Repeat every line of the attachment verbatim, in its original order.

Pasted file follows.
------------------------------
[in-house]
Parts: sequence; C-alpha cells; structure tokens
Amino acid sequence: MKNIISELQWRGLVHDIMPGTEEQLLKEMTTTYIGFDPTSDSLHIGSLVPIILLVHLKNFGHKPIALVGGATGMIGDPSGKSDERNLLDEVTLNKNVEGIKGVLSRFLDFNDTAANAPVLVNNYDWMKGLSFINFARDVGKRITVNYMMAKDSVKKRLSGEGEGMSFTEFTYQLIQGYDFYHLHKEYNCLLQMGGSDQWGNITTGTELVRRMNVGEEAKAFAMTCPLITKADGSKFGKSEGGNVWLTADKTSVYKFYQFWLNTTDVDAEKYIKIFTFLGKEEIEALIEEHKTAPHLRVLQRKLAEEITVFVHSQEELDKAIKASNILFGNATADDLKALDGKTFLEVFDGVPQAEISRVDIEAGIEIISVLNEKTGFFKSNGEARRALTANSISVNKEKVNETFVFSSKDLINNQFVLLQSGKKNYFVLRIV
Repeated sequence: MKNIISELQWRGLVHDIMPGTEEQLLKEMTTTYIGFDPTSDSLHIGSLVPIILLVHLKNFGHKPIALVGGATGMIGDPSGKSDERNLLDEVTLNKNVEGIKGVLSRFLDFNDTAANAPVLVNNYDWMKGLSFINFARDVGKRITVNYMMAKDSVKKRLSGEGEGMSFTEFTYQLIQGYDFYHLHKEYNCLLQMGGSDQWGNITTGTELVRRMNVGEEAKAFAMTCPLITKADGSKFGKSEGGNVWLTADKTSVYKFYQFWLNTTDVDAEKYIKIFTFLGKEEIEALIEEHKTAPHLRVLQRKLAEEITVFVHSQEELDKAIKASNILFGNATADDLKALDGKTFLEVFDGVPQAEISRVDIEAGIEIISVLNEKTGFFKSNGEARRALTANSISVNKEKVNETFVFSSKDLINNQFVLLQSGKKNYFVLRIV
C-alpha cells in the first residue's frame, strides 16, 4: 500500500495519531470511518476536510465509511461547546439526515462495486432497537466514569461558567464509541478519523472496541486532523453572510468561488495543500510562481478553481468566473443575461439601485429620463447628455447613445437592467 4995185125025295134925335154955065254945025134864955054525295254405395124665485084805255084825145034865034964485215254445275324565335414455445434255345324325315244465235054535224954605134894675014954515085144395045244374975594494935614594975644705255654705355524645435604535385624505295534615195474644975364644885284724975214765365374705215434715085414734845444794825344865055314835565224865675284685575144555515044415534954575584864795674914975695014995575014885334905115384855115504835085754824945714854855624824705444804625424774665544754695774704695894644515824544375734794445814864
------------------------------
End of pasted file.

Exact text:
[in-house]
Parts: sequence; C-alpha cells; structure tokens
Amino acid sequence: MKNIISELQWRGLVHDIMPGTEEQLLKEMTTTYIGFDPTSDSLHIGSLVPIILLVHLKNFGHKPIALVGGATGMIGDPSGKSDERNLLDEVTLNKNVEGIKGVLSRFLDFNDTAANAPVLVNNYDWMKGLSFINFARDVGKRITVNYMMAKDSVKKRLSGEGEGMSFTEFTYQLIQGYDFYHLHKEYNCLLQMGGSDQWGNITTGTELVRRMNVGEEAKAFAMTCPLITKADGSKFGKSEGGNVWLTADKTSVYKFYQFWLNTTDVDAEKYIKIFTFLGKEEIEALIEEHKTAPHLRVLQRKLAEEITVFVHSQEELDKAIKASNILFGNATADDLKALDGKTFLEVFDGVPQAEISRVDIEAGIEIISVLNEKTGFFKSNGEARRALTANSISVNKEKVNETFVFSSKDLINNQFVLLQSGKKNYFVLRIV
Repeated sequence: MKNIISELQWRGLVHDIMPGTEEQLLKEMTTTYIGFDPTSDSLHIGSLVPIILLVHLKNFGHKPIALVGGATGMIGDPSGKSDERNLLDEVTLNKNVEGIKGVLSRFLDFNDTAANAPVLVNNYDWMKGLSFINFARDVGKRITVNYMMAKDSVKKRLSGEGEGMSFTEFTYQLIQGYDFYHLHKEYNCLLQMGGSDQWGNITTGTELVRRMNVGEEAKAFAMTCPLITKADGSKFGKSEGGNVWLTADKTSVYKFYQFWLNTTDVDAEKYIKIFTFLGKEEIEALIEEHKTAPHLRVLQRKLAEEITVFVHSQEELDKAIKASNILFGNATADDLKALDGKTFLEVFDGVPQAEISRVDIEAGIEIISVLNEKTGFFKSNGEARRALTANSISVNKEKVNETFVFSSKDLINNQFVLLQSGKKNYFVLRIV
C-alpha cells in the first residue's frame, strides 16, 4: 500500500495519531470511518476536510465509511461547546439526515462495486432497537466514569461558567464509541478519523472496541486532523453572510468561488495543500510562481478553481468566473443575461439601485429620463447628455447613445437592467 4995185125025295134925335154955065254945025134864955054525295254405395124665485084805255084825145034865034964485215254445275324565335414455445434255345324325315244465235054535224954605134894675014954515085144395045244374975594494935614594975644705255654705355524645435604535385624505295534615195474644975364644885284724975214765365374705215434715085414734845444794825344865055314835565224865675284685575144555515044415534954575584864795674914975695014995575014885334905115384855115504835085754824945714854855624824705444804625424774665544754695774704695894644515824544375734794445814864